Fortum looks to extend operation of Loviisa plant

13 August 2020

Finnish utility Fortum has begun the environmental impact assessment (EIA) procedure for the operation of the two Loviisa nuclear units beyond their current licences. The two-stage process will take about 18 months to complete.

Loviisa (Image: Fortum)

Loviisa unit 1 began commercial operation in 1977 and is currently licensed to operate until the end of 2027. Unit 2, which entered commercial operation in 1981, is licensed until the end of 2030. Both units are VVER-440 pressurised water reactors.

The EIA will consider two options: continued operation of the plant for a maximum of 20 years beyond the current operating licences, followed by decommissioning; or decommissioning the plant - and its associated low and intermediate level waste disposal facility - at the end of the current licence period.

The first phase of the process will include the preparation by Fortum of the EIA programme, which will set out how the environmental impacts of the options will be assessed. The second phase will include the preparation of the EIA report. The procedure includes public consultations at both stages, with stakeholder feedback gathered nationally and internationally.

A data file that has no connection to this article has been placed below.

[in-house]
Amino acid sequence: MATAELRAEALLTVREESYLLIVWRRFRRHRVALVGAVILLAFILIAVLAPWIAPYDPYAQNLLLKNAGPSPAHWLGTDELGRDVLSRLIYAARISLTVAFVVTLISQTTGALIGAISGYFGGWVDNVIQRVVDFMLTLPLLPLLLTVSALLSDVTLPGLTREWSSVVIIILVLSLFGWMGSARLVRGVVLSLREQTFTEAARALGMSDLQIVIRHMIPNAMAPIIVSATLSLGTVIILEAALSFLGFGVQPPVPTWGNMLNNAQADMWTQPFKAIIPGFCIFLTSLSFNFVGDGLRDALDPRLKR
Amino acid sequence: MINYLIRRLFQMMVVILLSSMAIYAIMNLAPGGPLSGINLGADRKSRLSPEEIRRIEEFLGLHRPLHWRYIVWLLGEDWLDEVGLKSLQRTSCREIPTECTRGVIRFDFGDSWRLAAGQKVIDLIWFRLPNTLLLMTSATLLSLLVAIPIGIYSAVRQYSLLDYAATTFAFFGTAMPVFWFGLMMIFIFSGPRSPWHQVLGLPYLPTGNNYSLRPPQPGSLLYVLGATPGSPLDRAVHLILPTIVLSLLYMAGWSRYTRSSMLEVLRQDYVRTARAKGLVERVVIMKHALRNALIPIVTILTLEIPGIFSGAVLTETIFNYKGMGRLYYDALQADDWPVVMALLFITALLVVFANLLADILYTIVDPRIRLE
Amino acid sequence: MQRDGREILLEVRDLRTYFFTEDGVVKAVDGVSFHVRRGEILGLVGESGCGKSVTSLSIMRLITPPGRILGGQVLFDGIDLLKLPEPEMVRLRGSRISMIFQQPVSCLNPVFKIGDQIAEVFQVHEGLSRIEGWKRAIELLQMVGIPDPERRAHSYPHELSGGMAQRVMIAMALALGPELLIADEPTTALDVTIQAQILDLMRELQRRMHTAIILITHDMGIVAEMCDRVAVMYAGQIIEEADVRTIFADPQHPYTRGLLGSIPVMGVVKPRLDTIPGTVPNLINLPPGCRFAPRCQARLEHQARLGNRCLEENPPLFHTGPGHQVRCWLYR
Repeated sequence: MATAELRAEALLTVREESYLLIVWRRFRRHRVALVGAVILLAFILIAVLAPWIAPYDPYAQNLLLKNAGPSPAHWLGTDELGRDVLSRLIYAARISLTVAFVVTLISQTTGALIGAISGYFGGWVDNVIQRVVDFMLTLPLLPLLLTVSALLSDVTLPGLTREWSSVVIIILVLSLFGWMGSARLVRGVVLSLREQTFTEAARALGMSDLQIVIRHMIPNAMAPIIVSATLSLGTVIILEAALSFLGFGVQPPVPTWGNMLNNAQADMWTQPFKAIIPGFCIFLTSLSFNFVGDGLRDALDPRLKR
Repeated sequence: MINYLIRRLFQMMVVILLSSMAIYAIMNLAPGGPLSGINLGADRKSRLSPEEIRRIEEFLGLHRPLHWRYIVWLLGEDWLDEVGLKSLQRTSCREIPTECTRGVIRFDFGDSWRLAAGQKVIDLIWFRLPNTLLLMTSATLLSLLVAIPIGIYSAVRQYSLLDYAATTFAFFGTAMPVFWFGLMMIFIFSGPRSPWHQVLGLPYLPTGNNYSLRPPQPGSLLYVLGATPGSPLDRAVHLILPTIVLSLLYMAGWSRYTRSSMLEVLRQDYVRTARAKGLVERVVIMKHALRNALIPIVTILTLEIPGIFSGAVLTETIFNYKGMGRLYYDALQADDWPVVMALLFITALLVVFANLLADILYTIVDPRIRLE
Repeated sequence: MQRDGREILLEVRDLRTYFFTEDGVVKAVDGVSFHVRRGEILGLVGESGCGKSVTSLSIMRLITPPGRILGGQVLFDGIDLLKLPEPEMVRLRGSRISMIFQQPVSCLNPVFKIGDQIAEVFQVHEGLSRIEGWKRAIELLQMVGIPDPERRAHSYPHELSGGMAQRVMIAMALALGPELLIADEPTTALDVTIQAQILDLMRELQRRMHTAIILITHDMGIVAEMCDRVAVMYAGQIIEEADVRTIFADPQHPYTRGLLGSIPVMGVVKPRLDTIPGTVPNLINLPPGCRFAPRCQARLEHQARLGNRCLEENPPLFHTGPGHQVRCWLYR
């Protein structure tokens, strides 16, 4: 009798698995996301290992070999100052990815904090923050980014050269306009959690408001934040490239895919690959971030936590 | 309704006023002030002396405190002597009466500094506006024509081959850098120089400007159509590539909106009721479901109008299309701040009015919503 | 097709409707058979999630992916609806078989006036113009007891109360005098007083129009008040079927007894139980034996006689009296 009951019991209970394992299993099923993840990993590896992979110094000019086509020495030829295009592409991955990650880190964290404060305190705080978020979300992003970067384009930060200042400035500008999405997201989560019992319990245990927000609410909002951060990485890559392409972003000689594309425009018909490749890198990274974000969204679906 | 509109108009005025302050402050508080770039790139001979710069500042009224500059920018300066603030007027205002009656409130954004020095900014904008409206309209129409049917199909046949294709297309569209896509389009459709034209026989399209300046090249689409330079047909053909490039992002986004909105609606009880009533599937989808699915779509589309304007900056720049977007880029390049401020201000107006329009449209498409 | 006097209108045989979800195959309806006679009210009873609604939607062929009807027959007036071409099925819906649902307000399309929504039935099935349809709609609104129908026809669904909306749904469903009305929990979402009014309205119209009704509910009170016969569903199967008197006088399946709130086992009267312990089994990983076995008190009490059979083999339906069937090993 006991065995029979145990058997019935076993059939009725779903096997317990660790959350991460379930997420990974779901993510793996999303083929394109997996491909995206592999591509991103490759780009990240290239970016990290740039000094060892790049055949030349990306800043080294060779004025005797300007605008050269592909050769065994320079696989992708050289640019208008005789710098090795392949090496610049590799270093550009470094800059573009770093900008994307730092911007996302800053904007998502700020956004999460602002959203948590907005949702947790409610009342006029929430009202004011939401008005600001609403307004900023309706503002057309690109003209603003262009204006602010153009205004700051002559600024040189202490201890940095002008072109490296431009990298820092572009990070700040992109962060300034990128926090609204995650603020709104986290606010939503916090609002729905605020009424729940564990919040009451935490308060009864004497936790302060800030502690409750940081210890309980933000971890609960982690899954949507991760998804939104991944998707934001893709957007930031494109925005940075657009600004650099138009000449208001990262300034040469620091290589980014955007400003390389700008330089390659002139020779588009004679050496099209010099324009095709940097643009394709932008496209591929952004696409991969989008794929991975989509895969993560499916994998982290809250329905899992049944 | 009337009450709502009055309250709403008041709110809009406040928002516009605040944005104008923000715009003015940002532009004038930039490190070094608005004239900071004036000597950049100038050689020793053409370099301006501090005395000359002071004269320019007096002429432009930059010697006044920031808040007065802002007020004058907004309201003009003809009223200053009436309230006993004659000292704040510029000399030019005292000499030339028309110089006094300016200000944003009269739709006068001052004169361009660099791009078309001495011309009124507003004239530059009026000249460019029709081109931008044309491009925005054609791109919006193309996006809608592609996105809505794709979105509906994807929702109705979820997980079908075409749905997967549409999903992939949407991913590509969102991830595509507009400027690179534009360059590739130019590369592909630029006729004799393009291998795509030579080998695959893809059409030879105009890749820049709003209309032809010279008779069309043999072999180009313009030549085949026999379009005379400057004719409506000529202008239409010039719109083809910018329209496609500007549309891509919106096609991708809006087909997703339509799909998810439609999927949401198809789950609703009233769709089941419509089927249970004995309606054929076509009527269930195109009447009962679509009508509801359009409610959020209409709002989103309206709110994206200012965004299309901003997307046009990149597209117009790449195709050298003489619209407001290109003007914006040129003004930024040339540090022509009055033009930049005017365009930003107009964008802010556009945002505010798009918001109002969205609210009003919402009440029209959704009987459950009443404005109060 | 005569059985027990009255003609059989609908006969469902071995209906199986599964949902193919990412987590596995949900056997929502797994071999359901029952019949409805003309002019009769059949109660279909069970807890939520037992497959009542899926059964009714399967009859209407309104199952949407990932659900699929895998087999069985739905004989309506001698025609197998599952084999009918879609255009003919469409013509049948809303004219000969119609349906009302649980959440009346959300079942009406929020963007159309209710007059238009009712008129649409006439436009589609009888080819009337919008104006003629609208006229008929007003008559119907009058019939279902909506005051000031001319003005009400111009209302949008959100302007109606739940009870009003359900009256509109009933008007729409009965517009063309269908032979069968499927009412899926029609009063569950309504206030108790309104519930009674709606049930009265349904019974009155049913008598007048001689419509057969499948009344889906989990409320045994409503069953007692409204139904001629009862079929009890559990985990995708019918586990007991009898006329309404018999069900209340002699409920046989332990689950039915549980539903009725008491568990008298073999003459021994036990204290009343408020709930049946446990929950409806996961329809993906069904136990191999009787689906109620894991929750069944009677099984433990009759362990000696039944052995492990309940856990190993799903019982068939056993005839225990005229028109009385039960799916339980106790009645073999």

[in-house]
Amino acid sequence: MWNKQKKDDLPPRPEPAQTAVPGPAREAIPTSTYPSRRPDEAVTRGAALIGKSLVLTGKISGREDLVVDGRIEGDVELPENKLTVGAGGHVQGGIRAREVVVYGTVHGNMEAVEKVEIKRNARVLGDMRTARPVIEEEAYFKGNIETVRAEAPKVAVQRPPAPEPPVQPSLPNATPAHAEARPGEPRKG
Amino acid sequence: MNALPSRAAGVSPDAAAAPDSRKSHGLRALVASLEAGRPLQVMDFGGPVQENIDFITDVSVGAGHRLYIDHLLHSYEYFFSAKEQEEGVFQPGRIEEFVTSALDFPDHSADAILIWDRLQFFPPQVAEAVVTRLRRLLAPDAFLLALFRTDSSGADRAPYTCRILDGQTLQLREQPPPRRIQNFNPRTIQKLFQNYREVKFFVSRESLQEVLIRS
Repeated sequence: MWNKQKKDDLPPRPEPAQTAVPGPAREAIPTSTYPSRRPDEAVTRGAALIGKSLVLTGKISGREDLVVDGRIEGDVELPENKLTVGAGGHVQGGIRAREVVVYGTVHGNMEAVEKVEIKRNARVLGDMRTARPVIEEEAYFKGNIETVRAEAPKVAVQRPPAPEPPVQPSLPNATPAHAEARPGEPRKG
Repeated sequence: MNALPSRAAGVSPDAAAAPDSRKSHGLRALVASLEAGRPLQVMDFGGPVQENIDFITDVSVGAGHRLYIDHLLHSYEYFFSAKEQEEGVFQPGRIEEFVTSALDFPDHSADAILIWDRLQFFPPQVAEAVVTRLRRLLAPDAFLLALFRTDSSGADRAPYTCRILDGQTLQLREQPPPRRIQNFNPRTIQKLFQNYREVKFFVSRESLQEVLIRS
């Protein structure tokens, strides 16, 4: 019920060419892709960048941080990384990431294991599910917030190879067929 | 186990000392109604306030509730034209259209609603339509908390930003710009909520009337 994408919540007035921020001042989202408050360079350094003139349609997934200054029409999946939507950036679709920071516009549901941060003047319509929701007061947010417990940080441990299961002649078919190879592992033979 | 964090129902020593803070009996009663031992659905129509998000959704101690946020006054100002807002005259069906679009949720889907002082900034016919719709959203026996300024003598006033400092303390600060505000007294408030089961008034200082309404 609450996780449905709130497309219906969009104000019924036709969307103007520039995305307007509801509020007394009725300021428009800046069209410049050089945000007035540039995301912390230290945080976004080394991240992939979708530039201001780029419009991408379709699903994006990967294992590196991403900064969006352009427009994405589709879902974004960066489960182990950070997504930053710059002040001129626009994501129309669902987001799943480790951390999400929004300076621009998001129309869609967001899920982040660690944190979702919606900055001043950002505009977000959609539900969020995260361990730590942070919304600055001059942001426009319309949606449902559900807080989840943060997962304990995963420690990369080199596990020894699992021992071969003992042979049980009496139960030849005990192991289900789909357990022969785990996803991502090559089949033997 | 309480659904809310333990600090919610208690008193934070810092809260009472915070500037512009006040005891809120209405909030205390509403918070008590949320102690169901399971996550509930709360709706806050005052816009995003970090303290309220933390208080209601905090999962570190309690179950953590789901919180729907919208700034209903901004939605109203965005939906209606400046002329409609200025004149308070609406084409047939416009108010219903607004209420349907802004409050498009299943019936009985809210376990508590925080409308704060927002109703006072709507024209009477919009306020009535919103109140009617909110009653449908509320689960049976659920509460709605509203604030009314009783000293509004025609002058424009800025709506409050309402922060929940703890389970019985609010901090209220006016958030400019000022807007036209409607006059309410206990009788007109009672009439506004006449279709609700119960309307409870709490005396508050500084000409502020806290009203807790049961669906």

Finland's Ministry of Economic Affairs and Employment will act as the coordinating authority for the project, while the Ministry of the Environment will be responsible for international consultation.

Thomas Buddas, deputy director of the Loviisa plant, said the facility is in good technical condition and meets current safety requirements. Information from the EIA will support a possible new licence application, he said.

Four nuclear reactors - at Loviisa and Olkiluoto - provide about 30% of Finland's electricity. A fifth unit - Olikiluoto 3 - is under construction and is currently expected to begin electricity production in 2021. Another unit is planned for construction at Hanhikivi and is expected to begin commercial operation in 2028. Finland's government intends to phase out coal-fired electricity generation by 2029 and last year announced a new energy policy with the objective of achieving carbon neutrality by 2035.

Researched and written by World Nuclear News